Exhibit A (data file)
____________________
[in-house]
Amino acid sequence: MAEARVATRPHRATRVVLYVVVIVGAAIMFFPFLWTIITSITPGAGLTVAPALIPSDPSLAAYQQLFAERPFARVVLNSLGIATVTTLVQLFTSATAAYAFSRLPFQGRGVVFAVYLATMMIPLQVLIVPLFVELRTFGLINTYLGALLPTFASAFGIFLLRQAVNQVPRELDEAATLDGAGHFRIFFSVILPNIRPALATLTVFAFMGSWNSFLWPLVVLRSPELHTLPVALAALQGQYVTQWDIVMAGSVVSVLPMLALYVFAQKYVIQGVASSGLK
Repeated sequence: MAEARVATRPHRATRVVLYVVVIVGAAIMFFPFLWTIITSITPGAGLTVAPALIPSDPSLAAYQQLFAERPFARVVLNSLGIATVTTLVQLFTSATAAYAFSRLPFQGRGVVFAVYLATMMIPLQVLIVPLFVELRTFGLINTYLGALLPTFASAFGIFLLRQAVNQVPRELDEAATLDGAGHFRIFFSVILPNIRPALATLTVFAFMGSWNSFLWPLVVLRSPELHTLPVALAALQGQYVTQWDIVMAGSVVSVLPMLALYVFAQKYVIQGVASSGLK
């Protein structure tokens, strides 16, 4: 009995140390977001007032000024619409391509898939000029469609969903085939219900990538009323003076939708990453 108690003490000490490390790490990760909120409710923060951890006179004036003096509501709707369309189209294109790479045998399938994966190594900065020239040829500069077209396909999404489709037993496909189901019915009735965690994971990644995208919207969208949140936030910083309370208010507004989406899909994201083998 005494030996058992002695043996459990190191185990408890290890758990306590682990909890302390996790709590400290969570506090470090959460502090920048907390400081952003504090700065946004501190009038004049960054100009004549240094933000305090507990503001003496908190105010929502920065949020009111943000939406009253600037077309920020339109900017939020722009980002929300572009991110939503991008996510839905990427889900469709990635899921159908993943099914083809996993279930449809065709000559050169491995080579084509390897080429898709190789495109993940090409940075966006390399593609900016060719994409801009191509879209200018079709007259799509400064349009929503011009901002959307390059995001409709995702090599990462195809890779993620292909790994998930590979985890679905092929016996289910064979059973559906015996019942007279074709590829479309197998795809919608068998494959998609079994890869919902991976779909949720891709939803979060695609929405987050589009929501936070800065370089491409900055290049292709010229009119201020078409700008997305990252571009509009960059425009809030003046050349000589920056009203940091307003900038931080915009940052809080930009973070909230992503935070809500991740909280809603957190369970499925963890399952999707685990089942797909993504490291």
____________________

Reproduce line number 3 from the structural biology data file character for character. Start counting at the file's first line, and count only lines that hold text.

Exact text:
Repeated sequence: MAEARVATRPHRATRVVLYVVVIVGAAIMFFPFLWTIITSITPGAGLTVAPALIPSDPSLAAYQQLFAERPFARVVLNSLGIATVTTLVQLFTSATAAYAFSRLPFQGRGVVFAVYLATMMIPLQVLIVPLFVELRTFGLINTYLGALLPTFASAFGIFLLRQAVNQVPRELDEAATLDGAGHFRIFFSVILPNIRPALATLTVFAFMGSWNSFLWPLVVLRSPELHTLPVALAALQGQYVTQWDIVMAGSVVSVLPMLALYVFAQKYVIQGVASSGLK